Donald Cotter's scientific research focuses on the mechanism of transmetalation, specifically the processes by which organic groups are transferred from the main-group metal tin to the transition metal palladium.
Cotter has received grants for his research in transmetalation from the Petroleum Research Fund, as well as funding from the Henry and Camille Dreyfus Special Grant Program in the chemical sciences to support updating the computer interface and operating system of one of the chemistry department's NMR spectrometers and to network the device making NMR data available from any Ethernet port on campus.
In a 1995 edition of Science, Cotter is featured in an article discussing why more and more young researchers are attracted to smaller liberal arts institutions as opposed to research universities. In "Scientists Enjoy Life in the Not-So-Fast Lanes," Cotter discusses the freedom that working at Mount Holyoke gives him to develop new courses and to pursue research and teaching.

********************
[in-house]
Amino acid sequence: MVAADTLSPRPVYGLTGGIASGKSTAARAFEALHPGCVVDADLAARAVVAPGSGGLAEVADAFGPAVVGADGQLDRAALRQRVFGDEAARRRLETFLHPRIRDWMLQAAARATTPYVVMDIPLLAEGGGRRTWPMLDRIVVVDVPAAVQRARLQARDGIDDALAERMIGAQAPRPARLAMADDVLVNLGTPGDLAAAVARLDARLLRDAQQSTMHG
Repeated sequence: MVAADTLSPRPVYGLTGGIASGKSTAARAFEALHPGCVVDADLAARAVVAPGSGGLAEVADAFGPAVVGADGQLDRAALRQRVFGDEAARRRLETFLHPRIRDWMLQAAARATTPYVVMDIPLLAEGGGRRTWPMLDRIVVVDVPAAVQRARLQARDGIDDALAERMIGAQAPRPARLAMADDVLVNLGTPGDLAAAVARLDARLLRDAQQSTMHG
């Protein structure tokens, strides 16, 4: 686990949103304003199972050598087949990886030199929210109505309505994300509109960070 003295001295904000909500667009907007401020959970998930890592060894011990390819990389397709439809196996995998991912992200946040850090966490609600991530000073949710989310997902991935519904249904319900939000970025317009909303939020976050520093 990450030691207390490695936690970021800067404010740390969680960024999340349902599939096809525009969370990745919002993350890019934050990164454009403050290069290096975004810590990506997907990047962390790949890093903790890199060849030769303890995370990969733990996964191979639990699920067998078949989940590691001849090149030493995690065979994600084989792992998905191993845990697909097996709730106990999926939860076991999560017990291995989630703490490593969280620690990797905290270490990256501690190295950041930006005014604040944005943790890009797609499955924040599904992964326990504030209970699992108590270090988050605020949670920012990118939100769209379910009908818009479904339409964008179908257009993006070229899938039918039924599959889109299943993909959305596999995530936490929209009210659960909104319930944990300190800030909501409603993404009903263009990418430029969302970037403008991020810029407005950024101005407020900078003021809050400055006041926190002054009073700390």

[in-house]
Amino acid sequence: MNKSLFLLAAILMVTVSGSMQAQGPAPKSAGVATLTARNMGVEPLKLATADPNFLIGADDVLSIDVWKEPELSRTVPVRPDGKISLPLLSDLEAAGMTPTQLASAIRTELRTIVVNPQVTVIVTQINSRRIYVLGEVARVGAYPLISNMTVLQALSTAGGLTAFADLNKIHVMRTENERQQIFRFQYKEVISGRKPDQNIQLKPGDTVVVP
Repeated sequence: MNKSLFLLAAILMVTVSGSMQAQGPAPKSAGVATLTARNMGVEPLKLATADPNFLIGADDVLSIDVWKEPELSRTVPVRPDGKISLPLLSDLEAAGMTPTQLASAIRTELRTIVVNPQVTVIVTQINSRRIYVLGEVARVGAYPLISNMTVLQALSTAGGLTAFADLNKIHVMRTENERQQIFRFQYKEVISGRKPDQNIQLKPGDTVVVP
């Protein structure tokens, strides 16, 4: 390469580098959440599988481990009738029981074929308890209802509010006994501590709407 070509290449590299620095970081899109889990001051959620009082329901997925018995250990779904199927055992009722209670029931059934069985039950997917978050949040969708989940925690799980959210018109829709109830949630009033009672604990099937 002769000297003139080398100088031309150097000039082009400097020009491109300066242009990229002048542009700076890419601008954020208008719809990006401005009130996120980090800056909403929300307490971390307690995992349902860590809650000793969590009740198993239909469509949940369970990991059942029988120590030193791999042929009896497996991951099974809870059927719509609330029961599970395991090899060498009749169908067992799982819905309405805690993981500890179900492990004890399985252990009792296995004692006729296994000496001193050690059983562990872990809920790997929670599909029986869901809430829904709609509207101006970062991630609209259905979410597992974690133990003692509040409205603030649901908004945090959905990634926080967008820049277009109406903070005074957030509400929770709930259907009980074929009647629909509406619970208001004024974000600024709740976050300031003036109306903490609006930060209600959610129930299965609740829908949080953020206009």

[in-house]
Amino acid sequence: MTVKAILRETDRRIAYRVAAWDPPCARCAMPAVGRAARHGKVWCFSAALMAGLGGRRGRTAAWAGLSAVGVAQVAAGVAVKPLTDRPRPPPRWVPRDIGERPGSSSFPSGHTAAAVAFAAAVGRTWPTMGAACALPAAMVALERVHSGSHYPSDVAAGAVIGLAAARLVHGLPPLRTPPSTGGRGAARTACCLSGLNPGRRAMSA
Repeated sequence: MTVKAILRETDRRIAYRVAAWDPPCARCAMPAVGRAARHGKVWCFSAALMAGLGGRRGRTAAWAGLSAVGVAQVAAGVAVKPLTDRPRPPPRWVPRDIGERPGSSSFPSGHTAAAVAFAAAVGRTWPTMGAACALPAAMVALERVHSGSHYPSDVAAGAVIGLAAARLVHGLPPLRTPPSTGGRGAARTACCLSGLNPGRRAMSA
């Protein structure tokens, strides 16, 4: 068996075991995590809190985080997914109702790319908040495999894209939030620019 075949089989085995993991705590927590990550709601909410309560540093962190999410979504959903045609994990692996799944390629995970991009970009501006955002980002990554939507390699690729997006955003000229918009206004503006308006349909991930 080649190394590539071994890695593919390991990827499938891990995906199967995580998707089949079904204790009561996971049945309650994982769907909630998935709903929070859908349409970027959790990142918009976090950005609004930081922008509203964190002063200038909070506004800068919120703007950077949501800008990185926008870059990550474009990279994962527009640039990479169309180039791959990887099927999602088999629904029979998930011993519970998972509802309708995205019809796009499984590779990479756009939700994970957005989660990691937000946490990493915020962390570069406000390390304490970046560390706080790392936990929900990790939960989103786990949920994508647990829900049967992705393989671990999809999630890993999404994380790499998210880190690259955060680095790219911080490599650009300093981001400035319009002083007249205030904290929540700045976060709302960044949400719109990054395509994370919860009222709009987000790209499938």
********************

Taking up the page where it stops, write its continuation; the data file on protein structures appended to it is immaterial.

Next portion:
Recently, Cotter has turned his scholarly attentions to the study the history of chemistry, focusing on the American chemical community between 1890 and 1920. He has reported his findings at meetings of the Chemical Heritage Foundation; the International History, Philosophy, and Science Teaching Group; and the Society for the Social Study of Science. In 2004, Cotter will add a course in history of chemistry to the department's offerings.
Cotter is former member of the team-taught Unity of Science course, an interdisciplinary, introductory-level science course at Mount Holyoke that emphasizes the methods and relevance of scientific inquiry. He is the author of numerous scholarly papers and presentations, many of them coauthored by Mount Holyoke students.
Areas of Expertise
Transmetalation; organometallic chemistry; history of chemistry
- Ph.D., California Institute of Technology
- B.A., Grinnell College